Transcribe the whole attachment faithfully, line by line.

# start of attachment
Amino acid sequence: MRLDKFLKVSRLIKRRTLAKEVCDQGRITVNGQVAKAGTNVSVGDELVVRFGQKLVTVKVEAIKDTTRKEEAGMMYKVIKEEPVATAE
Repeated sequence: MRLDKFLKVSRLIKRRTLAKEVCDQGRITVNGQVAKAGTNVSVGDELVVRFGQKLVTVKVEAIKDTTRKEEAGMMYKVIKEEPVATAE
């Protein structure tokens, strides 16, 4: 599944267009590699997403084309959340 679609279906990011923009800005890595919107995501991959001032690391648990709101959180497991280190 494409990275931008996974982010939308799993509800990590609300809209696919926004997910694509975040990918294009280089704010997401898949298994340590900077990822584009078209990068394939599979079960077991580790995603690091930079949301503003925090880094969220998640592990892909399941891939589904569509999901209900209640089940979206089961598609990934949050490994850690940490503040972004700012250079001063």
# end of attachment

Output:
Amino acid sequence: MRLDKFLKVSRLIKRRTLAKEVCDQGRITVNGQVAKAGTNVSVGDELVVRFGQKLVTVKVEAIKDTTRKEEAGMMYKVIKEEPVATAE
Repeated sequence: MRLDKFLKVSRLIKRRTLAKEVCDQGRITVNGQVAKAGTNVSVGDELVVRFGQKLVTVKVEAIKDTTRKEEAGMMYKVIKEEPVATAE
């Protein structure tokens, strides 16, 4: 599944267009590699997403084309959340 679609279906990011923009800005890595919107995501991959001032690391648990709101959180497991280190 494409990275931008996974982010939308799993509800990590609300809209696919926004997910694509975040990918294009280089704010997401898949298994340590900077990822584009078209990068394939599979079960077991580790995603690091930079949301503003925090880094969220998640592990892909399941891939589904569509999901209900209640089940979206089961598609990934949050490994850690940490503040972004700012250079001063």